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Ti (pagird on December 12 20.4 was at the same locality as the 656 bine in thran anlampry dmtruyed the two lower 165 11.2**: 1*-2 2nd train aivo mention-d. This cave was si ta 1.2 115 i wiele in the middle, but on Dyktestele 17 15.0 125.1.2. 6ing to rely ar-tion, extended until it poartar a trtai dönyt! o pary Tow) fort. Soundings taken a fer dare aitwe yair dapibus a one the outer edge of the 1652 work of from tom tr, mil fangot, whom the original depths had been but 41 to 41 fut, shrning that the ran of the failure was scouring under the outas mies of the mat. To repair this fault, two mats, aggregating 3.7 hy 110 fort, wupp plared.

Work *as thon bun on revetting across the mouth of Jound City (hute; One mat, 210 by 140 feet, was sunk arross the upper half of the chute, and in order not to interrupt the steamer then plying the chute anothor mat, 253 by 140 feet, was built above and dropped with lines across the lower half of the chute. The lines wore then scured and the mat ballasted. But in attempting to sink it, the current was very strong, and the tug handling the stone barge fouled its wheel in the mat and in trying to get loose brought an additional pull on the already overstrained mooring lines and broke them, when the mat drifted away and was lost.

The work of this season comprised the construction of thirteen river mats, and of these two were lost in sinking. The total length built was 11,751 feet, of which 1,260 feet were lost and 10,491 feet sunk. Of the mats sunk, nine, aggregating 9,515 linear feet, extended the revetment downstream; one, 210 feet long, extended it upstream, and one, 766 feet long, was placed to make repairs of old work, and, including the work of the previous year, the river mats in place at the close of the season covered 10,450 linear feet of the bank; all continuous except a small gap in Mound City Chute near the head.

UPPER BANK REVET MENT

There being no large grader available, the grader built for the Delta Point (Vicksburg) work was obtained. This was a small machine and entirely inadequate for the work, and while it worked quite efficiently from September 1 to the end of the season, and was assisted for some time by the still smaller pumps of a pile driver, the grading could not be kept up with the subaqueous work. All grading was done after the mats were sunk, and as the grader had not the capacity to cut the entire bank to the top to a 3-to-1 slope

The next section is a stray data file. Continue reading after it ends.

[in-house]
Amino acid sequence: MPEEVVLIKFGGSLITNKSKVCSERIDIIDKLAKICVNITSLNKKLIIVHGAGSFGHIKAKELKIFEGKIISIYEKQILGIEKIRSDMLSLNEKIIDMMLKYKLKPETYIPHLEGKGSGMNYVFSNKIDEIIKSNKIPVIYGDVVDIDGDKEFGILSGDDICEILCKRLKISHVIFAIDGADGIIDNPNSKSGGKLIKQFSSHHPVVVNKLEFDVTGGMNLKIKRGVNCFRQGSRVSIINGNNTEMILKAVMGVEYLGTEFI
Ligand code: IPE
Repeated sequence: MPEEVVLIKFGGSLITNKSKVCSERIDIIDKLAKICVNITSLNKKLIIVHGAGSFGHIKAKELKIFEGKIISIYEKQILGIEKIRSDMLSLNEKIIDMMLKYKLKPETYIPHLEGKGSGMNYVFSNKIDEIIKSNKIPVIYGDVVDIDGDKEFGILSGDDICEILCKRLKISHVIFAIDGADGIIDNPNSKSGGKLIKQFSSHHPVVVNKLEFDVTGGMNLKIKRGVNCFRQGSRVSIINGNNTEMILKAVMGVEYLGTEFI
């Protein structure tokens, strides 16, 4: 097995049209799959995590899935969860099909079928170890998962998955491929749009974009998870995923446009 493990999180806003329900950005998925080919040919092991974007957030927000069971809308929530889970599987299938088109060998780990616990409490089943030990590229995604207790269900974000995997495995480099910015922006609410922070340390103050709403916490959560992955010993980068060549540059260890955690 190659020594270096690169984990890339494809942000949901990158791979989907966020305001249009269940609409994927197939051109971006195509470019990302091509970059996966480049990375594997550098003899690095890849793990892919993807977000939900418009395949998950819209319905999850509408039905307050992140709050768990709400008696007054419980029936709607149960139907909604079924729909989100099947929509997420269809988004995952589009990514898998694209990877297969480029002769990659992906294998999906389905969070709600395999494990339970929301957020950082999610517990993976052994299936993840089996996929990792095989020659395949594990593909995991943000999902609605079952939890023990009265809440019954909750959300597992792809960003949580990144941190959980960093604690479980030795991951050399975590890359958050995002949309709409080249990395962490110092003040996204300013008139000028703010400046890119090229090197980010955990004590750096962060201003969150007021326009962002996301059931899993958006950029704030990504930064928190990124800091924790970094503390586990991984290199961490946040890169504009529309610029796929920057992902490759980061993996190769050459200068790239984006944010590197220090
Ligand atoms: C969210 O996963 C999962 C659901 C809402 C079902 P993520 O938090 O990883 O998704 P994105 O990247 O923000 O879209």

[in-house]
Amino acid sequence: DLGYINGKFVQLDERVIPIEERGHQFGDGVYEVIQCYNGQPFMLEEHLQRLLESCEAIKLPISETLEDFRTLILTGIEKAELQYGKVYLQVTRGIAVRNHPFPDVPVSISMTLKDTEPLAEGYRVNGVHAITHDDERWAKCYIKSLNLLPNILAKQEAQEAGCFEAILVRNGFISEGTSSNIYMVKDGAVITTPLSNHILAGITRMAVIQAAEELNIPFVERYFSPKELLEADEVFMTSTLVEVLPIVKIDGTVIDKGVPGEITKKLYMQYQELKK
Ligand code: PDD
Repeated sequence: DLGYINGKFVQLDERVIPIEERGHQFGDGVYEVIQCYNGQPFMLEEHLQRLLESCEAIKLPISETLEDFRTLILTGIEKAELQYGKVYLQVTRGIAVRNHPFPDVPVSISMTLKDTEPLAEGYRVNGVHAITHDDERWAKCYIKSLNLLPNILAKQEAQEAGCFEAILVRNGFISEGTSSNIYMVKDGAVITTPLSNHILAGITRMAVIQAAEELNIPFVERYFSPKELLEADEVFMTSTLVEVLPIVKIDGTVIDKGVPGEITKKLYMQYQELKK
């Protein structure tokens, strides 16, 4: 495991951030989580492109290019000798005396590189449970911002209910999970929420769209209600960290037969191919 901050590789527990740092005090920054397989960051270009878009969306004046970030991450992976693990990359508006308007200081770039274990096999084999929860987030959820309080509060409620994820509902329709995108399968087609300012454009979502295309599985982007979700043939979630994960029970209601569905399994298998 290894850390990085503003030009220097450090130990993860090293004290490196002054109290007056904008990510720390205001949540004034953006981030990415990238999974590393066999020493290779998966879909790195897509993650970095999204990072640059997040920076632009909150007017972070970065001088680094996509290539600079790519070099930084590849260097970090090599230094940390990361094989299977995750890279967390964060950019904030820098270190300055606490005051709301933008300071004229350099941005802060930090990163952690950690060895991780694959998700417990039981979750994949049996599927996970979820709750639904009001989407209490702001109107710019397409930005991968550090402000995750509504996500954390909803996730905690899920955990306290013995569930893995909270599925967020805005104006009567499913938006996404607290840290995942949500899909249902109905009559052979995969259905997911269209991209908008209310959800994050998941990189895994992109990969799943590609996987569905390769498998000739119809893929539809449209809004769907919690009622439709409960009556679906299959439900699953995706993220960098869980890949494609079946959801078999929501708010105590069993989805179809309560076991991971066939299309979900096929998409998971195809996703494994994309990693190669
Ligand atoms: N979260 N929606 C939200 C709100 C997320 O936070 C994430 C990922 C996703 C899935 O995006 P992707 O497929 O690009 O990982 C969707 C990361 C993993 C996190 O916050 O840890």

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No. 10. An overhang is made on the mat barge to lap the mat on the bank. The steamer shown is carrying the Mississippi River

Commission on an inspection trip and has no connection with the work.

and keep up with the work, the slope was made steeper, or from 1 on 2 to 1 on 21/2, and a shoulder from 6 to 10 feet in vertical height was left at the top. In all, 9,290 linear feet of bank was graded, extending to within 1,000 feet of the end of the river mats.

The upper bank protection was placed along the entire 1882 work extended along the work of the present season to within 4,25) feet of the end, its total length being 5,700 feet. The construction was similar to the 1882 work along the Memphis front and consisted of two layers of brush and a wire grillage. When the work had to be extended over the water to properly lap the river mat, it was temporarily supported on stakes driven in the water, and poles were used in lieu of wires for the grillage, and where the subaqueous mats were too far from shore, as in a pocket, to admit of this construction a connecting mat, similar to the river mat, was used, and, owing to irregularity of the bank line, quite a number of these were required. Not all of the bank revetment was built as above, for the shortage of brush compelled the use of only one layer of brush over a considerable length. The width of the work placed wholly on the bank was from 40 to 45 feet, and the total bank work constructed, including connecting mats in the pockets, was 4,282 squares, placed along 5,760 linear feet of bank.